It’s happened: we finally saw a kingfisher!
This iconic bird is not extinct or rare, it’s just very elusive. The only glimpse I ever had of it was a flash of its distinctive electric blue feathers in the split second it flew by like an arrow.
But last weekend, somewhere in Brandenburg, we sighted a kingfisher that was very generous with its time. It sat on a perch, flew towards us, and back on the perch again. Although it didn’t sit long enough for us to take a picture, at least we were able to watch it calmly in all its beauty. Until we realized that we were standing right next to its nest! Kingfishers sometimes take root plates from fallen trees as nesting holes, which means that this bird was alarmed by our presence close to its home. So, we left.
This encounter with the kingfisher got me thinking about some important lessons to keep in mind when trying to chase something elusive:
- Expand your field knowledge: In order to be surprised, you need to have some basic knowledge of your surroundings. You certainly can’t go looking for a kingfisher in the desert.
- Practice radical non-attachment: Remember that there’s no guarantee of getting “results”. Redefine success and focus on the process instead.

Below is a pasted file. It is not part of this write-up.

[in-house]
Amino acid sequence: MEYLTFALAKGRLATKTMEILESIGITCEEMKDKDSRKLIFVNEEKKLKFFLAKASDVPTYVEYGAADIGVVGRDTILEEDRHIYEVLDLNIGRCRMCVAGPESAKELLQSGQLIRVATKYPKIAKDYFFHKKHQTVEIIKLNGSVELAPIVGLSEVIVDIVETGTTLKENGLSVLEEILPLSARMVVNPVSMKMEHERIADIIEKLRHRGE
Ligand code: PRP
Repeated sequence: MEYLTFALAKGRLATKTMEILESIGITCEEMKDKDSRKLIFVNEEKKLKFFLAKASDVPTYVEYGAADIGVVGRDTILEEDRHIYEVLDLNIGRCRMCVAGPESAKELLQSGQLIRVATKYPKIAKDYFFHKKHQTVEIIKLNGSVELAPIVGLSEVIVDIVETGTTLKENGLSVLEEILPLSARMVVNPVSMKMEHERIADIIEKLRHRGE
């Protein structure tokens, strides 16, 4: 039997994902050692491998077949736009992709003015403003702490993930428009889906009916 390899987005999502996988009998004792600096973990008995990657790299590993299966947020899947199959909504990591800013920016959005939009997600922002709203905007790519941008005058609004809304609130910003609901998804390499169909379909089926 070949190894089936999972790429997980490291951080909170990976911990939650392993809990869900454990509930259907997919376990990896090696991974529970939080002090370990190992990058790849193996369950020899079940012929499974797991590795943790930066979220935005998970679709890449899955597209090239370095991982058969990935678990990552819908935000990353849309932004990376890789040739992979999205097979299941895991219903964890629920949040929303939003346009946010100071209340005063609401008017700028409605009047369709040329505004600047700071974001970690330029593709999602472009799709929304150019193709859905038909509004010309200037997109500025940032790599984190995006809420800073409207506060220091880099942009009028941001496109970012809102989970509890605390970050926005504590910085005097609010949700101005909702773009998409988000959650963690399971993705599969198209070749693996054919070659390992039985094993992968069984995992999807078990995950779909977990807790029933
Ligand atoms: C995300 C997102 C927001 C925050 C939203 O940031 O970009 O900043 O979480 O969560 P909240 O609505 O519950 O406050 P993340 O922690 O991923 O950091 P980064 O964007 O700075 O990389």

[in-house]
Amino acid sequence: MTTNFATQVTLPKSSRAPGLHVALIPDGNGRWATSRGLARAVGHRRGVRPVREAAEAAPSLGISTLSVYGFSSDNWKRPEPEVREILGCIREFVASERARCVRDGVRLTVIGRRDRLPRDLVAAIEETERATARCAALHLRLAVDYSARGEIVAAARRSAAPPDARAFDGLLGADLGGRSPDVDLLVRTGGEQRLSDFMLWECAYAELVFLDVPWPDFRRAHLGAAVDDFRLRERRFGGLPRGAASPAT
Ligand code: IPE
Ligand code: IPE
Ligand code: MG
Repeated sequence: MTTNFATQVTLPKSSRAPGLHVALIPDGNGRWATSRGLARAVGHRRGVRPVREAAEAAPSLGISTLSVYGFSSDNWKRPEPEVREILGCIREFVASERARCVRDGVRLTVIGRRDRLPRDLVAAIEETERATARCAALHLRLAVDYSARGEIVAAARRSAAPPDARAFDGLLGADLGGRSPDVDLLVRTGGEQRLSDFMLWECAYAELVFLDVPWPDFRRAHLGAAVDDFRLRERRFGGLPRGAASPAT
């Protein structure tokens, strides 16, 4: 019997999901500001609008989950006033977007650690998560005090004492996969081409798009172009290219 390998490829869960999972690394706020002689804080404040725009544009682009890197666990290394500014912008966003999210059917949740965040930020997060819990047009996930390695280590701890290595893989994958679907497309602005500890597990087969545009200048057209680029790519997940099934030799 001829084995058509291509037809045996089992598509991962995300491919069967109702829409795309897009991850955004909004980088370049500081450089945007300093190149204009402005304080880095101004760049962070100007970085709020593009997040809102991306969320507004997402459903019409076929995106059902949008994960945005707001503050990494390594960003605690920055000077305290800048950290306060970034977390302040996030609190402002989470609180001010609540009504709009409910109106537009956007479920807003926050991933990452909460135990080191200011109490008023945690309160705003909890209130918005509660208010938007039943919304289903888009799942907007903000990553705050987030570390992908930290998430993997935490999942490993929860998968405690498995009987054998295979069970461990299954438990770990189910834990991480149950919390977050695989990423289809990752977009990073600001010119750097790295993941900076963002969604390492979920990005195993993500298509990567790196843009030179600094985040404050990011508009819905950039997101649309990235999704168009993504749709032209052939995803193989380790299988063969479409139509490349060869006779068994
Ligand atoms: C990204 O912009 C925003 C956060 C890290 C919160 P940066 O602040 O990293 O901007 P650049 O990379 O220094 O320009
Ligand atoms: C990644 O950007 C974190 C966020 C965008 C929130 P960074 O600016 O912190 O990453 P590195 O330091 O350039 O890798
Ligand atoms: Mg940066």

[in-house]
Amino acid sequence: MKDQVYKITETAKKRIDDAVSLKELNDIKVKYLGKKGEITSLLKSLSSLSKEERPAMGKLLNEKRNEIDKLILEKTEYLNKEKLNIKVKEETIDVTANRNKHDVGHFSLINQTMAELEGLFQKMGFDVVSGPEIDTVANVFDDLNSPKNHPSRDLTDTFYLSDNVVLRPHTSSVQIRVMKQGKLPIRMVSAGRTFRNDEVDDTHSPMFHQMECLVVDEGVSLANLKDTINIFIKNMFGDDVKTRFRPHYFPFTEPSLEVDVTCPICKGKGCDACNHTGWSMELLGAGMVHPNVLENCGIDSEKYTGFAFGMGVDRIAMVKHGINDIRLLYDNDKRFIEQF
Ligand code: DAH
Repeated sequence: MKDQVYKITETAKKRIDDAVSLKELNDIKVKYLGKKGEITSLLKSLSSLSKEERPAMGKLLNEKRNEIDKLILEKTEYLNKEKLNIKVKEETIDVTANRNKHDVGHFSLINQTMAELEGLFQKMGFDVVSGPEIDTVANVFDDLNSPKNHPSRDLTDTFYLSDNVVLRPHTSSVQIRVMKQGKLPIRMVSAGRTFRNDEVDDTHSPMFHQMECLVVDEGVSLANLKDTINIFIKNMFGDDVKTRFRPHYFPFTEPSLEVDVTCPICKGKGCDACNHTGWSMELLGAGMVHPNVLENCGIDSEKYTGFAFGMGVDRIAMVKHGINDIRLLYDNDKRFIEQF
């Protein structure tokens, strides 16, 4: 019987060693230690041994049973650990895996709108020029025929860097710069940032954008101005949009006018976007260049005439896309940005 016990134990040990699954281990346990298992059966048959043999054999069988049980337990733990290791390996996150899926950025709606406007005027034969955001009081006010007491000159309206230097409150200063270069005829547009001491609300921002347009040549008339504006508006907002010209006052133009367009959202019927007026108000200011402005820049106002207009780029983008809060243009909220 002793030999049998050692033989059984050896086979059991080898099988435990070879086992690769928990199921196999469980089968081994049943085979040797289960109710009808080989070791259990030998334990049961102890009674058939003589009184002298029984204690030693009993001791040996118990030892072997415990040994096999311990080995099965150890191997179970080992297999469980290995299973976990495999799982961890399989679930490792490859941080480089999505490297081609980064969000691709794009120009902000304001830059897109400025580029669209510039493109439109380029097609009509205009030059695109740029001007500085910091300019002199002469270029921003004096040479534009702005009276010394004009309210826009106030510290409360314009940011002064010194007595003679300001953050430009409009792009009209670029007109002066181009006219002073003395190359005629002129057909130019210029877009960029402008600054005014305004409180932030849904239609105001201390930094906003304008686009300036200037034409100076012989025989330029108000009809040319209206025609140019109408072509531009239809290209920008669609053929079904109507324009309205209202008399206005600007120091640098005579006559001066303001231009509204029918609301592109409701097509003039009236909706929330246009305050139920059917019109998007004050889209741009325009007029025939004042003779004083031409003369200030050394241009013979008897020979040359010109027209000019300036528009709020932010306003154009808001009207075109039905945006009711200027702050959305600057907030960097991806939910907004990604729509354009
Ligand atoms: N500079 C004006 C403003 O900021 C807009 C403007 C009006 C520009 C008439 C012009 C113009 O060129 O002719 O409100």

- Enhance your capacity for presence: Cultivate the deliberate practice of noticing (now called mindfulness) and become an explorer of your everyday world. Multitasking is the enemy of attention.
- Respect timing: Your plans may be certain, but the universe’s plans aren’t. Even when you wait for hours by the water looking at a perch the kingfisher may not be hungry, so it won’t go hunting in front of you. Be ready to make do with what you get.
- Get familiar with your tools: No two pairs of binoculars are the same, so you’ll have to learn how to use your equipment to perfect your aiming skills. And, if you share your binoculars with your partner, you’ll have to re-adjust the focusing ring every time. Most birds will be gone before you’re ready, but it’s a great team spirit exercise!
As with all things, we often can’t control the outcome, but with patience, knowledge and perseverance we can get better with time.